9781934874288-ch4

Scientific Communication for Natural Resource Professionals

Chapter 4: Style, Usage, Grammar, and Punctuation

Alexander V. Zale, David A. Hewitt, and Brian R. Murphy

doi: https://doi.org/10.47886/9781934874288.ch4

Authors can best ensure that their ideas and results are conveyed effectively by maintaining a constant focus on making their writing easy to read and understand. The primary task of the technical writer is to inform the reader. When a reader is confused or misinformed, the fault lies with the author. Authors therefore must give high priority not only to what they are writing about but also to the way in which they write it. The sheer volume, specialization, and complexities of science make keeping up with the literature increasingly difficult (Peters 1996; Graham and Dayton 2002). Clear scientific writing eases that difficulty. Accordingly, the objective of this chapter is to provide natural resources professionals with guidance on making their writing easy to read and understand.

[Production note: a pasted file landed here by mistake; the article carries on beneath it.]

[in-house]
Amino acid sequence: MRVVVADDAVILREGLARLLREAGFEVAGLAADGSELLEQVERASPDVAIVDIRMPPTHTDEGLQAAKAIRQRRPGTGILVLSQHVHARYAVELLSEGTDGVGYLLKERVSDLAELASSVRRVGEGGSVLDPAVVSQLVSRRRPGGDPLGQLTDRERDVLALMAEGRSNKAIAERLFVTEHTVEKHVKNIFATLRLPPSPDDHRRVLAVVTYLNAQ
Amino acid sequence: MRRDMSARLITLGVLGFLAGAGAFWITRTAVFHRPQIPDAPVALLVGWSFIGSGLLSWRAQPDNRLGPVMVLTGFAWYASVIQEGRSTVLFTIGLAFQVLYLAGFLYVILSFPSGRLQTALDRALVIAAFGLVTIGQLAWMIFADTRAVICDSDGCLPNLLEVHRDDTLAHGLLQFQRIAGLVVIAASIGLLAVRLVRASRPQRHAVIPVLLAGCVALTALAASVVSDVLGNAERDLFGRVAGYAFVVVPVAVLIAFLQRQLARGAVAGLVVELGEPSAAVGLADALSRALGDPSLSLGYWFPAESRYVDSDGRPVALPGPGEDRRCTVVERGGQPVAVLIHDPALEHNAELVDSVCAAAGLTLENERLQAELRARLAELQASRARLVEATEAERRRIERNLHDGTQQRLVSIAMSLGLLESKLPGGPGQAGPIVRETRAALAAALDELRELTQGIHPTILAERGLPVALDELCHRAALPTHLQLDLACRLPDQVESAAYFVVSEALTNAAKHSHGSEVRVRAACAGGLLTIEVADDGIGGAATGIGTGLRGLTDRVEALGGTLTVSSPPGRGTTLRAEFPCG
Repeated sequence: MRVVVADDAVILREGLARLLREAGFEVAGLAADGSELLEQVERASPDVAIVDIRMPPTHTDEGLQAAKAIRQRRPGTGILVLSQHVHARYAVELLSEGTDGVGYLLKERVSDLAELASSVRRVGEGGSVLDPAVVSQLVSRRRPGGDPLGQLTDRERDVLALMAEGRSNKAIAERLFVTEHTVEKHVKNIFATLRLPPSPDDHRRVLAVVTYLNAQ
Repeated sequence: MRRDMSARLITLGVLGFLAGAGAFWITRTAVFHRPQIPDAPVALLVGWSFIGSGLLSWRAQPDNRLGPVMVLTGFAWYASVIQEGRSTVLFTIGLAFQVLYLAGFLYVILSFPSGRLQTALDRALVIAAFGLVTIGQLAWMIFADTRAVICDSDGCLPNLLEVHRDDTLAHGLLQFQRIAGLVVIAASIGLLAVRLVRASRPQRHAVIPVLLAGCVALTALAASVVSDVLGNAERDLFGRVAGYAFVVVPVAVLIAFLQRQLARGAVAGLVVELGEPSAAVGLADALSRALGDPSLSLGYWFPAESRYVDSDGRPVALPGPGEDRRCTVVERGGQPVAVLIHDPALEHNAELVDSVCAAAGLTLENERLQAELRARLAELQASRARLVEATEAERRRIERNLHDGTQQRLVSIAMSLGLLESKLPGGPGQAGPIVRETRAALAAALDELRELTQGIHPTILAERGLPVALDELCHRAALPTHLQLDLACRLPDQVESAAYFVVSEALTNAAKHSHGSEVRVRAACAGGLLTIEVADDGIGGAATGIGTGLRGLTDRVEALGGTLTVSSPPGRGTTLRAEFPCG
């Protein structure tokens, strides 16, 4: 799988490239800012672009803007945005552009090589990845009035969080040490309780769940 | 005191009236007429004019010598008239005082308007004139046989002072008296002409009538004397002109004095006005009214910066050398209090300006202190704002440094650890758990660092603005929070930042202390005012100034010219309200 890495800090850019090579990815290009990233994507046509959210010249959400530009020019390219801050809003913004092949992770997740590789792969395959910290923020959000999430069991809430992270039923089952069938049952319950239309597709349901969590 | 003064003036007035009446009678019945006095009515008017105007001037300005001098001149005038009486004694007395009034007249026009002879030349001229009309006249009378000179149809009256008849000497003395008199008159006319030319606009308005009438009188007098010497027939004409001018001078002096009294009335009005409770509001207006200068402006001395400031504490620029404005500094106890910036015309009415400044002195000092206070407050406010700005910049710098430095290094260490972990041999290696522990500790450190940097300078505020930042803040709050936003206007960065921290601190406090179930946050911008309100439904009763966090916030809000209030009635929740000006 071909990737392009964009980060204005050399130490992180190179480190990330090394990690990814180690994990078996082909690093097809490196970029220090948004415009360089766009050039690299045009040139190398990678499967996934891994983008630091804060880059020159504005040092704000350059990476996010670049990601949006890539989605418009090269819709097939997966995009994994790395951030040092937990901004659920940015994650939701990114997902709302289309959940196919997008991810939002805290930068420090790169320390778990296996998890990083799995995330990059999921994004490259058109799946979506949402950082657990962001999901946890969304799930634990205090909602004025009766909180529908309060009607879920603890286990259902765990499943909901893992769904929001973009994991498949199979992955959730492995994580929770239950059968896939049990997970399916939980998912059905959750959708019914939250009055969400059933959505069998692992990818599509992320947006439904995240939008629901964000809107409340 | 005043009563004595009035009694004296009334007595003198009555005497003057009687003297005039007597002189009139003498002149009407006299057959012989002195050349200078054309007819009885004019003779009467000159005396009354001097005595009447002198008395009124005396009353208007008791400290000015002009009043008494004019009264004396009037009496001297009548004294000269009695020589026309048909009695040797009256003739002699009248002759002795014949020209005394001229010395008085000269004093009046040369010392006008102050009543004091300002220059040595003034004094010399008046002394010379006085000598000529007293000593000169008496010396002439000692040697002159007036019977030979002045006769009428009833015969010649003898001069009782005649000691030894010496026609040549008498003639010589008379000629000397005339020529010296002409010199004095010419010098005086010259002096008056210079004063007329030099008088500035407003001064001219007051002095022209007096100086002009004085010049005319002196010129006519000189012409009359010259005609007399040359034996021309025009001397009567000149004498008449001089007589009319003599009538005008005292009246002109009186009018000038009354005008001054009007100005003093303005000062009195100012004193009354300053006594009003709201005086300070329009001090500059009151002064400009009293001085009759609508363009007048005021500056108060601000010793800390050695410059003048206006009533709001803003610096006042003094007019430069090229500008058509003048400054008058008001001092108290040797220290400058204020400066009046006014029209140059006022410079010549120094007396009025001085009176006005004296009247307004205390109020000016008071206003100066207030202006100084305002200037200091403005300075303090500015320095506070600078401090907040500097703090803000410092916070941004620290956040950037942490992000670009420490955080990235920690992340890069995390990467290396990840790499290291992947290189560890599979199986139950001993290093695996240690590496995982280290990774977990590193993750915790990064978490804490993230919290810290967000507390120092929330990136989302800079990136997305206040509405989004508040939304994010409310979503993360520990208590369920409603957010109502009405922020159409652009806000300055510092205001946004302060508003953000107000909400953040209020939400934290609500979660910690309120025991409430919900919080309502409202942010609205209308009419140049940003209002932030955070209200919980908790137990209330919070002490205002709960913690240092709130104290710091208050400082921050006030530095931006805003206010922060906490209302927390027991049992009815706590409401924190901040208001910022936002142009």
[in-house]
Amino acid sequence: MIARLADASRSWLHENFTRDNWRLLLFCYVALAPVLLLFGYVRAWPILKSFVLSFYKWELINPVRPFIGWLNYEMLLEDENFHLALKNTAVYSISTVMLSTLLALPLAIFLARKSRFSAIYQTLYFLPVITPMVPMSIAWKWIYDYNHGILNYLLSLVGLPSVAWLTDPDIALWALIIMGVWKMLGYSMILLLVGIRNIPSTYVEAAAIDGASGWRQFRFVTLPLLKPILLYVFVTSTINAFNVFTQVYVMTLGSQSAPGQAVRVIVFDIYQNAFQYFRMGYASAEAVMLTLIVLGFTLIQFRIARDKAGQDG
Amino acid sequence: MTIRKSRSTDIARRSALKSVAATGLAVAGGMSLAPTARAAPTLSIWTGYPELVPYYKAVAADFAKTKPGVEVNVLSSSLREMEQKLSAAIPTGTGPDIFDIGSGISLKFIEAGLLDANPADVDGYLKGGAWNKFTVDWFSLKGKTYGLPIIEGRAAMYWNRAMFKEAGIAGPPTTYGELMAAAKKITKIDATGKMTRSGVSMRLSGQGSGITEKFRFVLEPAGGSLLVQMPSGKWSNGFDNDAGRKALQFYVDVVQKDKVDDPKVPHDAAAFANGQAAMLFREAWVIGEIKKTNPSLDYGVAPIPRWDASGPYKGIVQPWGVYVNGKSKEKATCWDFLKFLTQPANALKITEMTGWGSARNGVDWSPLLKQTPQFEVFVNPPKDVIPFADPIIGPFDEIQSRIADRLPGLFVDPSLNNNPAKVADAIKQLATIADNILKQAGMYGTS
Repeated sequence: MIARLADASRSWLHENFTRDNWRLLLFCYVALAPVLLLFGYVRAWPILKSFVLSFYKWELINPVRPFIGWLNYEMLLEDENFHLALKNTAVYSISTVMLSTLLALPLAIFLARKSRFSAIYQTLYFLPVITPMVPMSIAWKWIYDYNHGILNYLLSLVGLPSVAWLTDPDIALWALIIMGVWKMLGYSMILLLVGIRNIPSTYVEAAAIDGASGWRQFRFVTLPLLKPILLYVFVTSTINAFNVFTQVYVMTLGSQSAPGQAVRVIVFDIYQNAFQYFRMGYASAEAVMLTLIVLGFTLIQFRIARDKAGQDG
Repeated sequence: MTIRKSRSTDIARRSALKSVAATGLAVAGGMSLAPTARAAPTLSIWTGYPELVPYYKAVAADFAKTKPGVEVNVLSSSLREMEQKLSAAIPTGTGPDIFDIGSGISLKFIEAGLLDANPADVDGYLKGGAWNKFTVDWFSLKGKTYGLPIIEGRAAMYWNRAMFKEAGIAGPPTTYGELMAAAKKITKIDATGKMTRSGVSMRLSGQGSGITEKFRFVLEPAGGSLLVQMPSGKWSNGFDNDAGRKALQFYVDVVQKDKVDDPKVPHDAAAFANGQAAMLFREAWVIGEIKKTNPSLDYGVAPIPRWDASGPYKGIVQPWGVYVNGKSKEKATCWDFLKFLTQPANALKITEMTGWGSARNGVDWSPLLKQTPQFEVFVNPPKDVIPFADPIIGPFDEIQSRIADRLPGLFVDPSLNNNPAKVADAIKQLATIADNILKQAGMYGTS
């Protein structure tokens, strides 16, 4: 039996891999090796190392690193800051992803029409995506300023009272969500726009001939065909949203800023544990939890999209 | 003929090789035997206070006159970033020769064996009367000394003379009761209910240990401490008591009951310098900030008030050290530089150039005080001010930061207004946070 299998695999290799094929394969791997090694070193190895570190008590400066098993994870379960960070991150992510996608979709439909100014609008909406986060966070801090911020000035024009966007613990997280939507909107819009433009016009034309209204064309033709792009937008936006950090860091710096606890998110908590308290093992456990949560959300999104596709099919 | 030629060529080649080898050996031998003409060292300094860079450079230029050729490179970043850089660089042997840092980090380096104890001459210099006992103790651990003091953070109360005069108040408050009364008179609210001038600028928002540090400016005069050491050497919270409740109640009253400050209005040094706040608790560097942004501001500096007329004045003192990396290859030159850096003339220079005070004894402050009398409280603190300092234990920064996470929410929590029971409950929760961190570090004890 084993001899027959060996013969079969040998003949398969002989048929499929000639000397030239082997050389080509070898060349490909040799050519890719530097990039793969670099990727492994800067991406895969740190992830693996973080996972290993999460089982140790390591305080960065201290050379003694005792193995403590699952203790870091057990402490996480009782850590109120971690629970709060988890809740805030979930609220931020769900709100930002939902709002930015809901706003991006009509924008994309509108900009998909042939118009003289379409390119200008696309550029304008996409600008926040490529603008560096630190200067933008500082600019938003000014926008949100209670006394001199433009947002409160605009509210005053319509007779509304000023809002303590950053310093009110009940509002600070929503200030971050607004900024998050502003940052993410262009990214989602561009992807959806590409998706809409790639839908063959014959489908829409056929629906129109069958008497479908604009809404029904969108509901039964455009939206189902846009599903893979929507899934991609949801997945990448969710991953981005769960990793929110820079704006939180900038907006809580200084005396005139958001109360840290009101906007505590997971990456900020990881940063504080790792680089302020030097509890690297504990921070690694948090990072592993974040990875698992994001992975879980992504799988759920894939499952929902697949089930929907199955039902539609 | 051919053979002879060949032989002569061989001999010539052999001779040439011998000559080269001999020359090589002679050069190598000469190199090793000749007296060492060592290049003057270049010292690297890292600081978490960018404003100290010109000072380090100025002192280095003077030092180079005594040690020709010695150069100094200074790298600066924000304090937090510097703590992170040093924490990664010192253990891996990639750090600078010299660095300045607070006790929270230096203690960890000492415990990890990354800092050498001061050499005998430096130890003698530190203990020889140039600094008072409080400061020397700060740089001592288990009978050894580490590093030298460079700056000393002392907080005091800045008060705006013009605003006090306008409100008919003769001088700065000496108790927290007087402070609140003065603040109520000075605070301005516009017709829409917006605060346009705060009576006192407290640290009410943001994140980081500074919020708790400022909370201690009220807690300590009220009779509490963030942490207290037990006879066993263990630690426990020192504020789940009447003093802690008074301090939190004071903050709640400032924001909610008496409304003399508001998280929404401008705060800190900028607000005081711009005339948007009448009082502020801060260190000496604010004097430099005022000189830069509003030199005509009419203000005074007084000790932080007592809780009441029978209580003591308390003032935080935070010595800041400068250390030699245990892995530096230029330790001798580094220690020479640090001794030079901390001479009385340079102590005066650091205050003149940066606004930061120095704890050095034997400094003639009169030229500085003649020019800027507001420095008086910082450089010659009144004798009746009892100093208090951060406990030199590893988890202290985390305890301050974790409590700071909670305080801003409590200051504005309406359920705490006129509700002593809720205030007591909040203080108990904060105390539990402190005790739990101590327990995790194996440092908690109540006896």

We originally developed the advice in this chapter independently as checklists to remind ourselves of common mistakes that we committed in our technical writing. The lists were designed to facilitate pruning of errors from our reports, theses, dissertations, and manuscripts. In particular, we sought to eliminate the simple mistakes that were notorious for irritating our reviewers and editors, and that were equally notorious for slipping our minds. The checklists helped. We subsequently provided them and related guidance to our students and colleagues, who passed them along to others. Our hope is that this guidance will make writing, editing, and publishing more pleasant and efficient for others as well. Little of it is of our own making. Most was gleaned from those irritated reviewers and editors, and from books and articles authored by experienced technical writers and editors (Gopen and Swan 1990; Day 1992, 1994; Toft and Jaeger 1998; Strunk and White 2000; Williams 2006; AFS 2010), especially Eschmeyer (1990). The guidance in this chapter is not intended to be comprehensive but rather to address the most common mistakes and problems that we see in scientific writing about natural resources.